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Circulation. 2001 Feb 13;103(6):799-805.

Comparative effect of ace inhibition and angiotensin II type 1 receptor antagonism on bioavailability of nitric oxide in patients with coronary artery disease: role of superoxide dismutase.

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  • 1Abteilung Kardiologie und Angiologie, Medizinische Hochschule Hannover, Hannover, Germany.



Flow-dependent, endothelium-mediated vasodilation (FDD) and activity of extracellular superoxide dismutase (EC-SOD), the major antioxidative enzyme of the arterial wall, are severely impaired in patients with coronary artery disease (CAD). We hypothesized that both ACE inhibitor (ACEI) and angiotensin II type 1 receptor antagonist (AT(1)-A) increase bioavailability of nitric oxide (NO) by reducing oxidative stress in the vessel wall, possibly by increasing EC-SOD activity.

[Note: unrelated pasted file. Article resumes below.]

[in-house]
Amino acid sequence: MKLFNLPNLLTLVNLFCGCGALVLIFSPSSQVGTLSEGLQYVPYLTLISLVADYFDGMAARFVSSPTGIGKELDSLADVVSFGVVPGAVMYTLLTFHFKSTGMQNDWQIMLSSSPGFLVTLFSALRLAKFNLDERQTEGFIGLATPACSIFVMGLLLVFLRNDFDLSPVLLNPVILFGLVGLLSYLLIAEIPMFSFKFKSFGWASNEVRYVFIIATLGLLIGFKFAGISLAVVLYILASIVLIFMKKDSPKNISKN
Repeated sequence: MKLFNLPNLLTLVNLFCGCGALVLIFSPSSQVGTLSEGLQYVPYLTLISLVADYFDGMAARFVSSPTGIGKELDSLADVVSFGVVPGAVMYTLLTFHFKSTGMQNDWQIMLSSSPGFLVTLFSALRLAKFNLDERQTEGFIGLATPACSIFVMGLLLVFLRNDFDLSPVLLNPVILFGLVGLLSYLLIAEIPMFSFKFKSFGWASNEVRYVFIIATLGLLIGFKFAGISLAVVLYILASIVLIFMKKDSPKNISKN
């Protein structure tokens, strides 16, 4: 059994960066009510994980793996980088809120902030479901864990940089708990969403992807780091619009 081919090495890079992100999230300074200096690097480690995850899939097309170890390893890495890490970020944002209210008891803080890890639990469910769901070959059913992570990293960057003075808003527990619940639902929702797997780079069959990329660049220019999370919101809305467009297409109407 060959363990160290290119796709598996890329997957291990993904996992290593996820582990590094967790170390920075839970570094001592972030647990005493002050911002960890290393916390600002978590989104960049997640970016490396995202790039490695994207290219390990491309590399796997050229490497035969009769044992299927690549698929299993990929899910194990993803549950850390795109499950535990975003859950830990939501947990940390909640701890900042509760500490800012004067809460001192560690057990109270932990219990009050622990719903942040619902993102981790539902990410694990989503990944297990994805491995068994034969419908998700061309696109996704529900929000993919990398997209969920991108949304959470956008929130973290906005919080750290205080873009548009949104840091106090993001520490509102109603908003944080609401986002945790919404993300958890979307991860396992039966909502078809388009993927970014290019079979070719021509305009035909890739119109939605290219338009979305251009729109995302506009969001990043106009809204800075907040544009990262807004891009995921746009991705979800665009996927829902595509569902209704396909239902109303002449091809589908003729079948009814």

Thirty-five patients with CAD were randomized to 4 weeks of ACEI (ramipril 10 mg/d) or AT(1)-A (losartan 100 mg/d). FDD of the radial artery was determined by high-resolution ultrasound before and after intra-arterial N-monomethyl-L-arginine (L-NMMA) to inhibit NO synthase and before and after intra-arterial vitamin C to determine the portion of FDD inhibited by oxygen free radicals. EC-SOD activity was determined after release from endothelium by heparin bolus injection. FDD was improved after ramipril and losartan (each group P<0.01), and in particular, the portion of FDD mediated by NO, ie, inhibited by L-NMMA, was increased by >75% (each group P<0.01). Vitamin C improved FDD initially, an effect that was lost after ramipril or losartan. After therapy, EC-SOD activity was increased by >200% in both groups (ACEI, 14.4+/-1.1 versus 3.8+/-0.9 and AT(1)-A, 13.5+/-1.0 versus 3.9+/-0.9 U. mL(-1). min(-1); each P<0.01). CONCLUSIONS-Four weeks of therapy with ramipril or losartan improves endothelial function to similar extents in patients with CAD by increasing the bioavailability of NO. Our results suggest that beneficial long-term effects of interference with the renin-angiotensin system may be related to reduction of oxidative stress within the arterial wall, mediated in part by increased EC-SOD activity.

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